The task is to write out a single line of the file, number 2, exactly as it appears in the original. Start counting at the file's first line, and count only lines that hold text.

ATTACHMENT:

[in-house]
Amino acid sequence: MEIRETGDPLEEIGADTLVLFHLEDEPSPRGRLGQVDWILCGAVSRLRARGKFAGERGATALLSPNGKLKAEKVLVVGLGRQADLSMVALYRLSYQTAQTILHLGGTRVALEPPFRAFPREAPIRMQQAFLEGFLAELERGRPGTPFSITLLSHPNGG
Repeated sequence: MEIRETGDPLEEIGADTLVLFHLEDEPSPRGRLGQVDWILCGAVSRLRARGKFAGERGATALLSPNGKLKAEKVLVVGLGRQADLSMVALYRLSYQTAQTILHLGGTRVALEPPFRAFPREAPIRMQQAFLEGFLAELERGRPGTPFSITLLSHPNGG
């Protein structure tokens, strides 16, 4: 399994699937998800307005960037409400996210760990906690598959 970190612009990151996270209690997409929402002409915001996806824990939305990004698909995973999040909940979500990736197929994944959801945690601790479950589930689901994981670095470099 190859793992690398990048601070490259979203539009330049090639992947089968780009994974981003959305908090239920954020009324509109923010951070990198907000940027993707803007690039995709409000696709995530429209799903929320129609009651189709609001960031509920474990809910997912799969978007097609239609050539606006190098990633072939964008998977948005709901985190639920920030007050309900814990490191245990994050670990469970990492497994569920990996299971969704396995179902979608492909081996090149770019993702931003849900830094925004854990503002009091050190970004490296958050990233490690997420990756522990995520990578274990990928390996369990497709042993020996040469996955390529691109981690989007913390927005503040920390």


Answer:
Amino acid sequence: MEIRETGDPLEEIGADTLVLFHLEDEPSPRGRLGQVDWILCGAVSRLRARGKFAGERGATALLSPNGKLKAEKVLVVGLGRQADLSMVALYRLSYQTAQTILHLGGTRVALEPPFRAFPREAPIRMQQAFLEGFLAELERGRPGTPFSITLLSHPNGG